May 13, 2022

Eco-friendly mass production of multi-walled carbon nanotubes

In a paper published in the journal Nano Letters, it was shown that iron-based carbon nanomaterials can be derived from cotton for use in batteries using an inexpensive procedure for mass production.

Study: Fe/Fe3C encapsulated carbon nanotubes derived from cotton for high performance lithium-sulfur batteries. Image Credit: muratart/

Renewable Energy – A Need

Since the turn of the century, there has been a worldwide increase in the desire to produce renewable energy.

As awareness of climate change increases, industries are increasingly aware of their environmental impact and are trying to reduce their carbon footprint. This has been accompanied by regulations aimed at reducing carbon dioxide emissions.

However, utilities have had to adapt to the influx of intermittent renewables. Storage capacity for intermittent electricity has also become more important, as renewable energy sources such as solar and wind power can suddenly shift generation without warning.

The problem with charging storage batteries

Most batteries use lithium or cobalt as raw materials. They are operated by mining companies that use around 400,000 gallons of water to extract a ton of lithium.

Other more environmentally friendly mining processes exist, but they are not currently cost competitive.

Lithium mining also has adverse consequences around the world. For example, in China, this inevitably led to polluted rivers.

American researchers have also discovered traces of lithium in fish collected more than 200 km downstream from lithium production plants.

Lithium-Sulfur Batteries – A Superior Combination to Li-ion

Lithium-sulfur (LiS) batteries are gaining popularity because they offer higher energy density and theoretical capacity than Li-ion batteries.

However, LiS batteries face two challenges in their approach to widespread use: sulfur volume changes and the shuttling effect.

To jointly address these challenges, carbon materials, such as graphene, and carbon nanotubes (CNTs) are used.

Due to toxic chemicals, toxic chemicals, and excess carbon emissions, the total manufacturing cost and environmental footprint when manufacturing these nanostructures have skyrocketed.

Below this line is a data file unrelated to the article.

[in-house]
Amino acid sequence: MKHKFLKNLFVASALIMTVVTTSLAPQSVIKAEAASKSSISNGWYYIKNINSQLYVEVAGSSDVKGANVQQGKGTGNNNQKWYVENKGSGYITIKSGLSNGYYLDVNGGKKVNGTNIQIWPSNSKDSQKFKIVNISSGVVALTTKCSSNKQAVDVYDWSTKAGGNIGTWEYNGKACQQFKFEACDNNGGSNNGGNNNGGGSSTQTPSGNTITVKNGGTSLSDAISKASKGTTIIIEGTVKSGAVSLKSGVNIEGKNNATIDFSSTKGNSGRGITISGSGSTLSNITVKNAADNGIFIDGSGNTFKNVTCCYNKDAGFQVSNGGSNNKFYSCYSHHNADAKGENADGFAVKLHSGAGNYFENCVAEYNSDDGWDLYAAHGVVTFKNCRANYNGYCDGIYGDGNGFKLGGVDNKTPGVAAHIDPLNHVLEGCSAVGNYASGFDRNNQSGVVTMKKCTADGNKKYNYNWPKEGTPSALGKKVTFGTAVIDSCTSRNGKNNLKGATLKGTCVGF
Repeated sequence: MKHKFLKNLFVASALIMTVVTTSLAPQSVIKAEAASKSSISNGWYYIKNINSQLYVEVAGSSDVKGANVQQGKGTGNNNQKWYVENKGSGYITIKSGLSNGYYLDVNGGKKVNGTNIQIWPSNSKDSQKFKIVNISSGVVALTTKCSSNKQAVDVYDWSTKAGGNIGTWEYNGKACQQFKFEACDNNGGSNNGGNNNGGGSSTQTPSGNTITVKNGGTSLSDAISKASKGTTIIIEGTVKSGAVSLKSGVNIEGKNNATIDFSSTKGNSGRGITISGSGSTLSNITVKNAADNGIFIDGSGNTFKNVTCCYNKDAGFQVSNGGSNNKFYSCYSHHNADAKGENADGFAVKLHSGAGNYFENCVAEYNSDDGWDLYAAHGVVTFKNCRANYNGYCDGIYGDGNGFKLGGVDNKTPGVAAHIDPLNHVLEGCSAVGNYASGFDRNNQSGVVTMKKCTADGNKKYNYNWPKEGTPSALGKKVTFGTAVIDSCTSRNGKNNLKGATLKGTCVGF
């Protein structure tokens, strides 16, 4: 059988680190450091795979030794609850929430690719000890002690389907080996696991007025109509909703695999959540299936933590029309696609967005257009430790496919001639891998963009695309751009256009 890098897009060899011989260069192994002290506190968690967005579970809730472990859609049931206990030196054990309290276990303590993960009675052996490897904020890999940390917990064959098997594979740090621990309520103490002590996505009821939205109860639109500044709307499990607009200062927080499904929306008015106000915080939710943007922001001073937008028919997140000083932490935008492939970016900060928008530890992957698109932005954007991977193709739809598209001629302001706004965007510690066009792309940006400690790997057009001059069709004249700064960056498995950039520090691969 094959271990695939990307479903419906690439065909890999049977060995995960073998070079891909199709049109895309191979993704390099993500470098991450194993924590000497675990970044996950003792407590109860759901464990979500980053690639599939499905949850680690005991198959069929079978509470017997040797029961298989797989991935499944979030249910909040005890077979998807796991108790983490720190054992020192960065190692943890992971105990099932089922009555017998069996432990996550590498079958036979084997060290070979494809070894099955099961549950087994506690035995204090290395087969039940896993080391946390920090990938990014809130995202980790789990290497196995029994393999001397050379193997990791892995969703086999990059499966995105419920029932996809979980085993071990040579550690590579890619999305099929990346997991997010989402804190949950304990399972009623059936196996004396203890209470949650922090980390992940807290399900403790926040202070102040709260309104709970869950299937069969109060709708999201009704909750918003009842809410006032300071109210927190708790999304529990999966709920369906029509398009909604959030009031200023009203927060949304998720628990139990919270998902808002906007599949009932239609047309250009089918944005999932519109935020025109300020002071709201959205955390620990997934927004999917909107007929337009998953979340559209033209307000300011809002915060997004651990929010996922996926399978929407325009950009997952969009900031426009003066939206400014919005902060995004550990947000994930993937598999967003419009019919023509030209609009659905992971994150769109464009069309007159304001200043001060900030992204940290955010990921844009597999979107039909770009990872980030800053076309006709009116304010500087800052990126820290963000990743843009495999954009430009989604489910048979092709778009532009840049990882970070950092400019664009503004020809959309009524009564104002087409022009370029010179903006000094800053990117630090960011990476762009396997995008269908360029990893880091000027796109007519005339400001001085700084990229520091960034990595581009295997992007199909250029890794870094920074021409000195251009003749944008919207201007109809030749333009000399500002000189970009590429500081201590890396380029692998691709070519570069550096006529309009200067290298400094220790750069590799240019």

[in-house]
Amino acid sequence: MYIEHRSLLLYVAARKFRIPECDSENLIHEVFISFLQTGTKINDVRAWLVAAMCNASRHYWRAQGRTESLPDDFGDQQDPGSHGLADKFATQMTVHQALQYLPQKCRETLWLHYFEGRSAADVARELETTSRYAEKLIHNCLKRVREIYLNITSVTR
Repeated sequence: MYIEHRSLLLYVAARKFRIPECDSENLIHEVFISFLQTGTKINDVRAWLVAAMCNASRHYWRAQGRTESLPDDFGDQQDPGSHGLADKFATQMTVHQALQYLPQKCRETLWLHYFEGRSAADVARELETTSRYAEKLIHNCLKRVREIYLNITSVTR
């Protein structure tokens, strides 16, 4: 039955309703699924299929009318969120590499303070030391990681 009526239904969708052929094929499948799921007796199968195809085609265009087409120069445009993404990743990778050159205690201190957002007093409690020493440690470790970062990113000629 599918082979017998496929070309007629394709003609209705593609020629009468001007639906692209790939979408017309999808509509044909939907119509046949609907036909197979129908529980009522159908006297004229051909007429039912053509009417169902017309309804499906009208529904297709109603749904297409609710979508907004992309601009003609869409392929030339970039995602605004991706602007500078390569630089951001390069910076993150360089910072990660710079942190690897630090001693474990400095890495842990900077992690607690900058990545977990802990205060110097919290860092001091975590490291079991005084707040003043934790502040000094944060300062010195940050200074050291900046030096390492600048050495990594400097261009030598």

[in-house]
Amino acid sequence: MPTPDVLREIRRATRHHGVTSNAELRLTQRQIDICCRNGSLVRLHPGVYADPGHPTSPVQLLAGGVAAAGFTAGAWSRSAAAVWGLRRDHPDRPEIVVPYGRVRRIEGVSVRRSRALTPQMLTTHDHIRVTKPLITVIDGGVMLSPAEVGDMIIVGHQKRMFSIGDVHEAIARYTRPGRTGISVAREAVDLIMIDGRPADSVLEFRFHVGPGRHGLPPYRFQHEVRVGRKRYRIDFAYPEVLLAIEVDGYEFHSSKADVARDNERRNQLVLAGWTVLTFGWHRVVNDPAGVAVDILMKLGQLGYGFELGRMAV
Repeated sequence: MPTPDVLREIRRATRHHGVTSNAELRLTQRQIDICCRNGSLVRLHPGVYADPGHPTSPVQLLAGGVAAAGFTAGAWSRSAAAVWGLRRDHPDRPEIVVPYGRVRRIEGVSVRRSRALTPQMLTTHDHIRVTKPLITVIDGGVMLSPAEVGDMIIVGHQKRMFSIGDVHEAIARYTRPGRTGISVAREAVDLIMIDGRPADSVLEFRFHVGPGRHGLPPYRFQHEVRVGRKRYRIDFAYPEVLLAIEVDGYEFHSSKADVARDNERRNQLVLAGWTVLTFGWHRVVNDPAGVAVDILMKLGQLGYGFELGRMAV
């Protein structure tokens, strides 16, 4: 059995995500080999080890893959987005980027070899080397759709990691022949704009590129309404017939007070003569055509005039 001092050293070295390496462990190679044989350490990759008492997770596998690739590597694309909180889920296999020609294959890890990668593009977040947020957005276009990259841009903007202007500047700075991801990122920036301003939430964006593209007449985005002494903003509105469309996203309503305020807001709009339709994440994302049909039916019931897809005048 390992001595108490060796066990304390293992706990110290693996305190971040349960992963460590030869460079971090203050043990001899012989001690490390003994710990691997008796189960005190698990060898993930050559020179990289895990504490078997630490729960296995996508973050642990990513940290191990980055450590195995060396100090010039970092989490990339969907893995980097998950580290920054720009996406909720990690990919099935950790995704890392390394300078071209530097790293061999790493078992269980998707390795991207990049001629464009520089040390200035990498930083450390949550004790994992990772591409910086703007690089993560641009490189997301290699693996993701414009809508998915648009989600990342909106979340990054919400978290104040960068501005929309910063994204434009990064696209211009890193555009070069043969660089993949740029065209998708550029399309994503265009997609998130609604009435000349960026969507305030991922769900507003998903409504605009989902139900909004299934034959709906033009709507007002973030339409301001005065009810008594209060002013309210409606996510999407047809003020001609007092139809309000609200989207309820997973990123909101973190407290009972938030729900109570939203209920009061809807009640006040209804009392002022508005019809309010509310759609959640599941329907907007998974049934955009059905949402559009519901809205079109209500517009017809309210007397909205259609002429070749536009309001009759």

An alternative, greener approach to producing environmentally friendly and low-cost CNTs is urgently needed.

Biomass material – a potential solution

Biomass energy, or energy derived from living things, has been used by humans since early Neanderthals used open flames for cooking, shelter and heating.

Plants, wood and waste are the most frequently used biomass sources for energy.

Fortunately, widely abundant, accessible, and renewable biomass resources hold great promise for creating nanocarbon compounds in a more environmentally friendly and cost-effective way.

Low cost fabrication of carbon nanotubes

Cotton, a biomass material composed of more than 85% cellulose fibers, is the oldest and most frequently used natural cellulosic material.

In this paper, cotton textiles were converted into activated carbon textiles (ACT) and used as both a carbon source and a substrate to synthesize iron=carbon-filled multi-walled nanotubes.

The researchers presented a low-cost method to mass-produce multi-walled carbon nanotubes using a combination of solid-liquid-solid (SLS) and vapor-liquid-solid (VLS) processes, in which cotton was broken down into particles containing carbon. and amorphous carbons.

These were then solubilized in Fe nanotubes, resulting in iron-carbon encapsulated multi-walled carbon nanotubes.

Improved performance parameters in batteries

The iron-carbon-sulfur nanocomposite (cathode) and iron-carbon (interlayer) lithium-sulfur (LiS) battery demonstrated exceptional cycling stability, remarkable specific capacity, and extraordinarily low capacity decay factor.

During cycling, the iron-carbon-sulfur combination improved electrode stability and reduced polysulfide dissolution.

During the cycle, multi-walled carbon nanotubes encapsulated in iron and carbon were found to be effective in damping the sulfur volume change.

The remarkable mechanical and chemical characteristics of Fe/Fe3CMWCNTs, which reduced host carbon deformation and inhibited polysulfide dissolution, were primarily responsible for the superior electrochemical performance.

Cotton-derived iron-carbon nanotubes have significant potential for energy storage systems because they are green, durable, and inexpensive.

What to expect ?

By commercializing such processes that encourage the economical use of abundant materials, we can expect to have cheaper energy alternatives.

These green energy alternatives will be beneficial for civil, industrial, scientific and military applications.

Continue reading: Recent developments in the green synthesis of nanoparticles.


Chen, R., Zhou, Y. & Li, X. (2022). Fe/Fe3C encapsulated carbon nanotubes derived from cotton for high performance lithium-sulfur batteries. Nano-letters. Available at:

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